The Green Sheet Online Edition
August 27, 2012 • Issue 12:08:02
Pay-at-the-table systems pay for themselves
If you were the owner of a small to midsize eatery that's either a quick service restaurant or a casual dining establishment, you might have thought about implementing a pay-at-the-table solution. But chances are, you wouldn't have done it. Why? For starters, such systems can be expensive. Traditionally, each license per register costs $1,500 to $5,000. And that's just the license.
A pay-at-the-table system also necessitates the purchase of additional equipment. Tack on to that the monthly support cost of $200 to $500 per register and the expense of employee training. Even if you were a merchant flirting with the notion, it would likely go the way of many good ideas that are just too expensive to implement.
And that's why 95 percent of small business owners do not have the type of POS systems found at large department stores and grocery stores. They are just too expensive. So, most merchants are likely still using clickety-clack, vinyl electronic POS terminals that are relics of the past.
A better deal than you expected
However, suppose the expense turned out to be a small fraction of what you thought it would cost? If you were a merchant, what would you do? First, think about how such systems work, from the point of view of your customer.
One option is putting one or more self-service kiosks in strategic locations to augment the traditional ordering and payment system, effectively creating a self-service fast lane for those inclined to use it. A more comprehensive alternative - and one I believe should be the goal of every progressive quick-service restaurant or fast-casual eatery - is a dedicated station at each table.
Imagine something as intuitive and convenient as an Apple Inc. iPad right on the table, with easy-to-use touch-screen controls, a beautiful and enticing graphics interface for ordering, a simple and easy payment processor, and an option for games, entertainment and information.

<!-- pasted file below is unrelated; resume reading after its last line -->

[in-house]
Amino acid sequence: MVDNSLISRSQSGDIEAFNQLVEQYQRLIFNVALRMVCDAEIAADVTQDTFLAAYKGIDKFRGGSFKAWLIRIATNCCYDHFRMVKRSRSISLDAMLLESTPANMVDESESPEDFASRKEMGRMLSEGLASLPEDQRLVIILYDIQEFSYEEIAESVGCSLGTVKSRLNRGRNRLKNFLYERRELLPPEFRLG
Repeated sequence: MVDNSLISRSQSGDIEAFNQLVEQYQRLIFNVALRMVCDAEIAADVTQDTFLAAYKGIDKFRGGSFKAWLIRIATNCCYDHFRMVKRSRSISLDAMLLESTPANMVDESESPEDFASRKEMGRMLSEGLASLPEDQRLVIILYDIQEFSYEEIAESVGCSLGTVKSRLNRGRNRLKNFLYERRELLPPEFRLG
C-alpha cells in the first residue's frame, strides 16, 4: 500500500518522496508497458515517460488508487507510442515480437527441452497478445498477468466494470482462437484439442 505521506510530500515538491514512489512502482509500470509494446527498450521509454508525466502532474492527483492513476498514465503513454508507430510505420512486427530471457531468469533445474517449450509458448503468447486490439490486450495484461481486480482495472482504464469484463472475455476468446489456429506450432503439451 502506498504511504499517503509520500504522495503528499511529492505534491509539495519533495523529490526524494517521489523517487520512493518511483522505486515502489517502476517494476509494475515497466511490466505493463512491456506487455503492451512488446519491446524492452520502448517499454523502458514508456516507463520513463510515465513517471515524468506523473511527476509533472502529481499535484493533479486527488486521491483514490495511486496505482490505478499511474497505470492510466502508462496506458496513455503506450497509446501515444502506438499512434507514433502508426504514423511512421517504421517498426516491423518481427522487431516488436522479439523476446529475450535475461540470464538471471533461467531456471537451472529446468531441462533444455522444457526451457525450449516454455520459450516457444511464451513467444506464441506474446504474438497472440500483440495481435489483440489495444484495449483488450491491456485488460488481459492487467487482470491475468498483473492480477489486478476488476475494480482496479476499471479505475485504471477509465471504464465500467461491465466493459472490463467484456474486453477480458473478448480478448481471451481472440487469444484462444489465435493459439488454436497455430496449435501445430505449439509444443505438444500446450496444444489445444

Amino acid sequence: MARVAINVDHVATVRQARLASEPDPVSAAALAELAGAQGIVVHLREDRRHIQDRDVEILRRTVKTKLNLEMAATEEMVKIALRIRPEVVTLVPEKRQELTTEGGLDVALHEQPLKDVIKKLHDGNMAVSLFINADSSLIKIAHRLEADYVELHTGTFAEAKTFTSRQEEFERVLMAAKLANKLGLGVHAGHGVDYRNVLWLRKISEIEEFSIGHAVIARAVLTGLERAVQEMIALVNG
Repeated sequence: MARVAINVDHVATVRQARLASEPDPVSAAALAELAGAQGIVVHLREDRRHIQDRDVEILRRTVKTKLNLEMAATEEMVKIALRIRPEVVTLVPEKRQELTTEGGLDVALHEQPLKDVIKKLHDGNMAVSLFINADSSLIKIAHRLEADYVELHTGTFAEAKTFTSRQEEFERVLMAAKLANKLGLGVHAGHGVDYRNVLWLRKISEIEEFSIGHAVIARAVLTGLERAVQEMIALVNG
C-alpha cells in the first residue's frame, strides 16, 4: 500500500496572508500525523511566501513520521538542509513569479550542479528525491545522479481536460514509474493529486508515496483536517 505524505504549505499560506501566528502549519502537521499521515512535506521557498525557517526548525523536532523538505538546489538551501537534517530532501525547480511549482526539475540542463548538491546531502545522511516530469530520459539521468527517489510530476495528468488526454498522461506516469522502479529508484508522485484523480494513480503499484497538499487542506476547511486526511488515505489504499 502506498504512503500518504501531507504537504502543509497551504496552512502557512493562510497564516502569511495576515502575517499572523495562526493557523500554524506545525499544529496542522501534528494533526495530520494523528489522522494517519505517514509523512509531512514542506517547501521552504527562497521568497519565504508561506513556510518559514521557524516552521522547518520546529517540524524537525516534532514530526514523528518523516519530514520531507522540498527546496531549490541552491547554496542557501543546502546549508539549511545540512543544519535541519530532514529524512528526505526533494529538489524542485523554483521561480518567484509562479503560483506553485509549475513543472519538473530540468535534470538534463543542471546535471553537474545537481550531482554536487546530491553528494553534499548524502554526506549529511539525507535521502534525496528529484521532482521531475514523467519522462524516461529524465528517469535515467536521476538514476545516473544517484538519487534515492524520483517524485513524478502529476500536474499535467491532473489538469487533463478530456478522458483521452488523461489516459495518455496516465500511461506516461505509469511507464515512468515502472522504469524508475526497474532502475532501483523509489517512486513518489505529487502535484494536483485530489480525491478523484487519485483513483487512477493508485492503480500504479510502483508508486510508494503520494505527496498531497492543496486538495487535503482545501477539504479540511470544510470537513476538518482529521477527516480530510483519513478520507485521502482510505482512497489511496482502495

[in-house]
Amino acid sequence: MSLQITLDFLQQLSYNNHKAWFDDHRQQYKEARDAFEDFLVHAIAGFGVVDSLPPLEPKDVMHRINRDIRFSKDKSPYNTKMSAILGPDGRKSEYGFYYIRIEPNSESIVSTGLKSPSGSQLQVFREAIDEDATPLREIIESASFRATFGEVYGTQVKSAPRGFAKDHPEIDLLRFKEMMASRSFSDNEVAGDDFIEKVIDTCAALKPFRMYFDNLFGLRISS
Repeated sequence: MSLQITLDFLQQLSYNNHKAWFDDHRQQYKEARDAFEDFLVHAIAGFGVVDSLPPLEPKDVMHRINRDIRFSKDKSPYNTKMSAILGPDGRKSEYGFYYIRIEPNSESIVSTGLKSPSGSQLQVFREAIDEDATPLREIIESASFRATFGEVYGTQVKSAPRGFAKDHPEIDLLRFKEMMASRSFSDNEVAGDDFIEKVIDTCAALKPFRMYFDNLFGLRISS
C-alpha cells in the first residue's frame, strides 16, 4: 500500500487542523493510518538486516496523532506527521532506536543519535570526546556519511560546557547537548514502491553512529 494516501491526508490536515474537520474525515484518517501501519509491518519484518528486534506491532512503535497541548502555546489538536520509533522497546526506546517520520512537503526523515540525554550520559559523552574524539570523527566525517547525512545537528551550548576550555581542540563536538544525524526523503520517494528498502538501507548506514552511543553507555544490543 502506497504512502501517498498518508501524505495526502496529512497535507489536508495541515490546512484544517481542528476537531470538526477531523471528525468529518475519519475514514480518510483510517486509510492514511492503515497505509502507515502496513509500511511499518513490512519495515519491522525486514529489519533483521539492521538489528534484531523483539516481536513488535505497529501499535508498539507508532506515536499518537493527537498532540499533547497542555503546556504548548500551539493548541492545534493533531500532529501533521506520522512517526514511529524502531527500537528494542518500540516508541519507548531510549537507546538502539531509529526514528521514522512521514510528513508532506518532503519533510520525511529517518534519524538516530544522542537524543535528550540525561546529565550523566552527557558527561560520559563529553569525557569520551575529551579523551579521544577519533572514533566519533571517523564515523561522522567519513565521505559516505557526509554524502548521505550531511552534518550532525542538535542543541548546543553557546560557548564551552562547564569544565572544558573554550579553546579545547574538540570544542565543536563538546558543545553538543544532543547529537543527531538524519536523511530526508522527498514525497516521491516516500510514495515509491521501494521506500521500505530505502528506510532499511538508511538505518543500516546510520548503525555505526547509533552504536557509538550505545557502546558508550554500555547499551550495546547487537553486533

Benefits that outweigh costs
Consider the following benefits to a pay-at-the-table system that can far exceed the costs:
- Secure transactions at the table: Consumers are increasingly aware that the traditional restaurant experience is one of the few situations in which their credit cards leave their possession and are out of sight and out of their control.
They recognize this as an invitation to fraud. Retailers figured this out a long time ago and transitioned to customer-facing stations that allow transactions to be processed without cards leaving the possession of customers. Retailers know that if the card never leaves the customers' possession, their liability for fraud is all but eliminated.
- Upselling and item-based recommendations: _Self-service terminals never forget to upsell, and research shows that customers are more receptive to upsell pitches from a kiosk than from a human.
This is backed up by various surveys that show that deployment of self-serve touch-screens invariably results in increased check averages, producing quick return on investment for the merchant.
How much of an increase can a restaurant expect? "On average, we've found a 15 percent per-ticket increase when customers use kiosks," said Madeline Pantalone, Vice President of Innovation and Market Strategies at EMN8 Inc., an established kiosk vendor.